Posts Tagged ‘Lacey Davenport’

2013 BIO Conference

Docent-led tour at the New York Public Library

Docent-led tour at the New York Public Library

Last weekend I attended the fourth annual Biographers International Organization (BIO) Annual Conference held in New York City. This year more than 225 biographers gathered at the Roosevelt Hotel to discuss research, writing, book reviews, social media, and a host of other topics.

I had the pleasure of moderating a panel entitled “Crafting Biography” featuring three biographers – Kate Buford, David Stewart, and Marc Leepson – who among them have written more than a dozen books. My favorite tidbit from this panel was from Marc Leepson. He does not sleep with a notebook by his side to capture all those brilliant late night ideas. Instead, he uses his phone to send himself e-mails about his words of wisdom. Why didn’t I think of that?

For those that lament the obstacles of finishing a book, feel sorry for yourselves no longer. Amanda Foreman, award-winning author of Georgiana: Duchess of Devonshire, managed to finish her second book, A World on Fire, with five children under five and a husband diagnosed with cancer. She regaled the audience with tales of how she accomplished this feat including how she had to return her original advance and find another publisher.  I will never complain again.

The conference isn’t just about what you learn, but who you meet. On Friday, I took a research tour of several libraries with our guide, Nancy Goldstone. At the New York Public Library I learned about the Arthur Schlesinger, Jr. Papers, and have since found correspondence between him and the subject of my next book, Nicholas Katzenbach. One letter in particular provided me with a timeframe for a William Safire column I have tried to track down. I was off by about a decade, no wonder why I couldn’t find it?!?

Networking is another perk of BIO. At the conference I met fellow writer Steve Weinberg who is writing about Garry Trudeau. I did a slew of research about the evolution of Lacey Davenport, most of which I didn’t include in my book due to space constraints. Now, however, I plan to give the Lacey research to Weinberg so it can be put to good use. And for me, Weinberg offered to put me in touch with his father who was in the same POW camp, Stalag Luft III, as Nicholas Katzenbach during World War II. I’m always surprised by the bountiful serendipity that occurs at BIO.

Katherine Hourigan, Knopf’s managing editor, accepted the Plutarch Award on behalf of Robert Caro.

Katherine Hourigan, Knopf’s managing editor, accepted the Plutarch Award on behalf of Robert Caro.

I could go on and on about all the connections made, but I don’t want to bore the reader. So I’ll conclude where the conference ended, awarding the first Plutarch Award to Robert Caro for The Passage of Power, his fourth volume on President Lyndon Baines Johnson. Ironically, Caro was in Texas doing research for his next LBJ volume so one of his editors, Katherine Hourigan from Knopf, accepted the award on his behalf. Well-deserved.



As Indispensable as Sensible Shoes

Garry Trudeau has a great many talents; chief among them is his Doonesbury characters that make his comic strip come to life. Of course it’s no surprise that Lacey Davenport is my favorite.  The idiosyncrasies embodied both in the real life Millicent Fenwick and the fictional Lacey Davenport are uncanny. Both served as the conscious of congress, cared passionately about their constituents, and minded the purse strings be it their money or ours (as taxpayers).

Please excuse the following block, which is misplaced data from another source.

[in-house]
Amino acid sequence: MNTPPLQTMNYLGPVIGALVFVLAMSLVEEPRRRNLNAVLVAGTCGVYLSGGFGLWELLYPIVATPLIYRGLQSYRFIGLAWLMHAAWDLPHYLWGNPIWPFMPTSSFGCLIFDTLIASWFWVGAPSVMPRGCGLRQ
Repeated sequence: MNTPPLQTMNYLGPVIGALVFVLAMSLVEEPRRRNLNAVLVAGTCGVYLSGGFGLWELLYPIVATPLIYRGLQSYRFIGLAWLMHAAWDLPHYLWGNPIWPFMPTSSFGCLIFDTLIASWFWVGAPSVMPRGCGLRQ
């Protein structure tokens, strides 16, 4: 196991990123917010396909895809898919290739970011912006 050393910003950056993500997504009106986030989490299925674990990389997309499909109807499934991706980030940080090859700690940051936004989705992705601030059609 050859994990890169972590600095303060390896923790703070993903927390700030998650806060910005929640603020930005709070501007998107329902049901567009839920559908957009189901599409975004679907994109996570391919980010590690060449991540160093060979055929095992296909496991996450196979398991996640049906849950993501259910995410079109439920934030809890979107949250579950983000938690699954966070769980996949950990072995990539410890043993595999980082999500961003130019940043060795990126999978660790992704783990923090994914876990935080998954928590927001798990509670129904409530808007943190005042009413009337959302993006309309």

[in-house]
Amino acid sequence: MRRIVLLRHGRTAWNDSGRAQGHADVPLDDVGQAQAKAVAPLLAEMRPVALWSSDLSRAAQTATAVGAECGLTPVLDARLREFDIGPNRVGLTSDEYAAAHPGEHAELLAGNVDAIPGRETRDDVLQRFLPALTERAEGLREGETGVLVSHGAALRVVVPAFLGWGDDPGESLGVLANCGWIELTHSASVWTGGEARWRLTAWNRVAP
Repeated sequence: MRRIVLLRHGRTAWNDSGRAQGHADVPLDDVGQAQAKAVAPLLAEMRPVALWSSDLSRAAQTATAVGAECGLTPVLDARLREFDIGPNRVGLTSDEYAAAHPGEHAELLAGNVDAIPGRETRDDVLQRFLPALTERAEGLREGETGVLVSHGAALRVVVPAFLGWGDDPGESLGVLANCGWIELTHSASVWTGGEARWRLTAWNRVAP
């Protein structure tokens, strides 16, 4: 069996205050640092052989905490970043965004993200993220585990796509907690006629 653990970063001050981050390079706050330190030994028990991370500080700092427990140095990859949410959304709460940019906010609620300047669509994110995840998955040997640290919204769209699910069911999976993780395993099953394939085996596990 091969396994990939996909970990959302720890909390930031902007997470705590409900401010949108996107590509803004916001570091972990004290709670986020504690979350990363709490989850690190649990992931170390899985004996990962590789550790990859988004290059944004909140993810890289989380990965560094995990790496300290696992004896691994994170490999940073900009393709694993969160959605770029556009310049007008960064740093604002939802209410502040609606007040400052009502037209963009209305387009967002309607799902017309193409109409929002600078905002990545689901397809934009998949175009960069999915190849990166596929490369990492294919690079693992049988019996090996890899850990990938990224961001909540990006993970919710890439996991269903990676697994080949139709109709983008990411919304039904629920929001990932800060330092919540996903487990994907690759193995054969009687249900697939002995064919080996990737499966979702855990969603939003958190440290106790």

Hanging proudly in Millicent Fenwick’s bathroom was an original Doonesbury cartoon panel. It featured a campaign ad for Lacey with the slogan “Davenport. As indispensable as sensible shoes.” On the bottom it read, “Paid for by her chums.”

I couldn’t help thinking about that cartoon tonight as I hailed a cab. Usually the walk from the Library of Congress to Union Station is a refreshing way to end a long day once the doors close at 9:30 p.m. Every evening is like an August recess. The only signs of life are of those protecting our national institutions – the Library, the Supreme Court, and the Capitol. But tonight was different. The walk was not enjoyable and I had my shoes to blame. I’ve literally worn them out. I could feel the pavement on my skin. My black open-toed comfortable heels are no longer comfortable.  They’ve logged more miles than most people and traveled all over the country. They’ve walked the halls of Congress, the tunnels of the Library of Congress, and the corridors of the Justice Department, but they are done. 

That became clear when I was halfway to Union Station and spotted a cab on Constitution Avenue. I got in and told the driver how happy my feet were. He started laughing and then he saw my shoes. He wanted a picture of them. He’s writing a book and I’m now going to be in it. Needless to say it was a great ride across the city listening to him regal me with his stories as a cab driver, invisible to many. He hears you on the phone, he knows your secrets, but yet you don’t know him. He has a story too. He’s from Ethiopia and wants to return to his field of study, medical-related. Next year is the year.  Grad school is calling.

We talked about his sisters and all their shoes. And I learned something new. Apparently, CVS sells shoe stretchers. I definitely need to buy one so I can break in a new pair of shoes!